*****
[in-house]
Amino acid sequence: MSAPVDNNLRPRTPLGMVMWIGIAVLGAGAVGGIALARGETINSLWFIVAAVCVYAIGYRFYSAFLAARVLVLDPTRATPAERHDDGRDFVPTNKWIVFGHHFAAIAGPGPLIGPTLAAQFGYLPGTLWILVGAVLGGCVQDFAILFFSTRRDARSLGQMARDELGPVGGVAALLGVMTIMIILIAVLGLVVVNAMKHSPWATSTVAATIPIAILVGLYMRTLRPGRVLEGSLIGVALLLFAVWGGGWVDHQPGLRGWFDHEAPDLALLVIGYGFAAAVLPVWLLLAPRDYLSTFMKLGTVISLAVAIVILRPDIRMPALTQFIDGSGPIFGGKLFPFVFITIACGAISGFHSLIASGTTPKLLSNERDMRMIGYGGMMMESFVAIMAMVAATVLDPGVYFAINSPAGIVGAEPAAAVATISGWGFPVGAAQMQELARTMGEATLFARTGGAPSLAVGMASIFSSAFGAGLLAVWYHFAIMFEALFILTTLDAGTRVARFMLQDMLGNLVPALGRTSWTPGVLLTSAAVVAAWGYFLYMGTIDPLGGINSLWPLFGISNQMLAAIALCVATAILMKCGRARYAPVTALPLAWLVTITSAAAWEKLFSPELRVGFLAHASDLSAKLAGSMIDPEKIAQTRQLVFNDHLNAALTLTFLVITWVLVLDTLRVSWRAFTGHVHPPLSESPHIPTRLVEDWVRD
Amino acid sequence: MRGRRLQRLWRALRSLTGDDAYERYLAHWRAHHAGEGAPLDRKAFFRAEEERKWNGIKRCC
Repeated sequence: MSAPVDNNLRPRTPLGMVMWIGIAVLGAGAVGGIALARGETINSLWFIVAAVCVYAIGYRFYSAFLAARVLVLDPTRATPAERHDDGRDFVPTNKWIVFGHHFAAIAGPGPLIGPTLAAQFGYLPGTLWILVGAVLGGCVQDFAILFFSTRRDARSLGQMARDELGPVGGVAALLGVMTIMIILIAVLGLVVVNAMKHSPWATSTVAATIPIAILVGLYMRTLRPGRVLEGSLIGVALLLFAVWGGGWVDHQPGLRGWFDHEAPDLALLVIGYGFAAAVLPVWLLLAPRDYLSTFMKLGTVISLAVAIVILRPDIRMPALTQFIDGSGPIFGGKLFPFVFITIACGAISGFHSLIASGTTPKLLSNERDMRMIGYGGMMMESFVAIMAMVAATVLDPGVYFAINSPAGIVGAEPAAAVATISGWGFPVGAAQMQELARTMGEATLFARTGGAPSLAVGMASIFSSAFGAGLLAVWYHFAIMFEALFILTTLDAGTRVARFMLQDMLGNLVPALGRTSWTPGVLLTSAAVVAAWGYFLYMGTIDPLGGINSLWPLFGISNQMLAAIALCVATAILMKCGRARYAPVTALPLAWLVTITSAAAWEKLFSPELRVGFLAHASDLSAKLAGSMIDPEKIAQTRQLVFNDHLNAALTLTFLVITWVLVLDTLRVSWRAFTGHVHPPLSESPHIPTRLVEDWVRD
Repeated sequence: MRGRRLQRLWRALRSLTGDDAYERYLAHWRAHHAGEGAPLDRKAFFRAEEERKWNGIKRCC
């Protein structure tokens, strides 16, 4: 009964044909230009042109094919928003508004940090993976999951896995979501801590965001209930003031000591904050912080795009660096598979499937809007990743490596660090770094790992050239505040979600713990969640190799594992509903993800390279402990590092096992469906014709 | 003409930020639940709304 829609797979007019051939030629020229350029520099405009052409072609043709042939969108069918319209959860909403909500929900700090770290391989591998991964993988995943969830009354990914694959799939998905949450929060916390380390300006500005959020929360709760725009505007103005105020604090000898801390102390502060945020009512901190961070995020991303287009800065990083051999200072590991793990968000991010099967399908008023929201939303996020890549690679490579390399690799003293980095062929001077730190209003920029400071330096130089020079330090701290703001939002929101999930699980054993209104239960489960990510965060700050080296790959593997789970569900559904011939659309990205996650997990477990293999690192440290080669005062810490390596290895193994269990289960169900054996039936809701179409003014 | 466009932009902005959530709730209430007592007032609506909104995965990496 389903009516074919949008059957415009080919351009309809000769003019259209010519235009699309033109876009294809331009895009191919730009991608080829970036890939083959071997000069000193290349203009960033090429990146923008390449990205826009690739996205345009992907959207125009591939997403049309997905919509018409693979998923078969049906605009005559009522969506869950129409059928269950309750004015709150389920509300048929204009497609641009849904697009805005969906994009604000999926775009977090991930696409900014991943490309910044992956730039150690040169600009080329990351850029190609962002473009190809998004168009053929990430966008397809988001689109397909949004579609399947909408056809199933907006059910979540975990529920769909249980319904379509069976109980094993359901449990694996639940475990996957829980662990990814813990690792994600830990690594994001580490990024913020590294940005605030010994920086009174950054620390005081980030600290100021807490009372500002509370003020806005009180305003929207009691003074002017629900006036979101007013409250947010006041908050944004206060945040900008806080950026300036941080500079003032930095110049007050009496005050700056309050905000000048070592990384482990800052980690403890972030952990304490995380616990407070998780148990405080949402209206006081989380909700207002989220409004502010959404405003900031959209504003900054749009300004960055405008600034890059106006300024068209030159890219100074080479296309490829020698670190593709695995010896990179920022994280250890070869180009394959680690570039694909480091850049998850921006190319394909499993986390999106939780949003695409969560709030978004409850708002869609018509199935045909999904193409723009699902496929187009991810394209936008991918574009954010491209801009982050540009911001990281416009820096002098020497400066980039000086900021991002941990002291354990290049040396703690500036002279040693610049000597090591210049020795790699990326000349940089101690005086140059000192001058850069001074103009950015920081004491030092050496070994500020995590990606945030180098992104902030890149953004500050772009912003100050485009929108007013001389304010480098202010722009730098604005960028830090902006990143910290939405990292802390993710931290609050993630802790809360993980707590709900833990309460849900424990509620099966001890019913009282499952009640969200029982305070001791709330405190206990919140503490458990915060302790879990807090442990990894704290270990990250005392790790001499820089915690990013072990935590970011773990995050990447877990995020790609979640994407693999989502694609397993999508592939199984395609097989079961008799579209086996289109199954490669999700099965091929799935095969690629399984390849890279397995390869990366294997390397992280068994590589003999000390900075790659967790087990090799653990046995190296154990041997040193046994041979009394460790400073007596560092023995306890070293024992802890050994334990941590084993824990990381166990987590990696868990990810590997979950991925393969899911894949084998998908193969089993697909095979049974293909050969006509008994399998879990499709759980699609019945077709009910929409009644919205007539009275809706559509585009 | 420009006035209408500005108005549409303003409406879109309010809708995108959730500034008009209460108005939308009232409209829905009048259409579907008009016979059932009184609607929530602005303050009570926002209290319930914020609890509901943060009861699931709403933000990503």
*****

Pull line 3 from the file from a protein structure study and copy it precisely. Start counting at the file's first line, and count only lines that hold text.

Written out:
Amino acid sequence: MRGRRLQRLWRALRSLTGDDAYERYLAHWRAHHAGEGAPLDRKAFFRAEEERKWNGIKRCC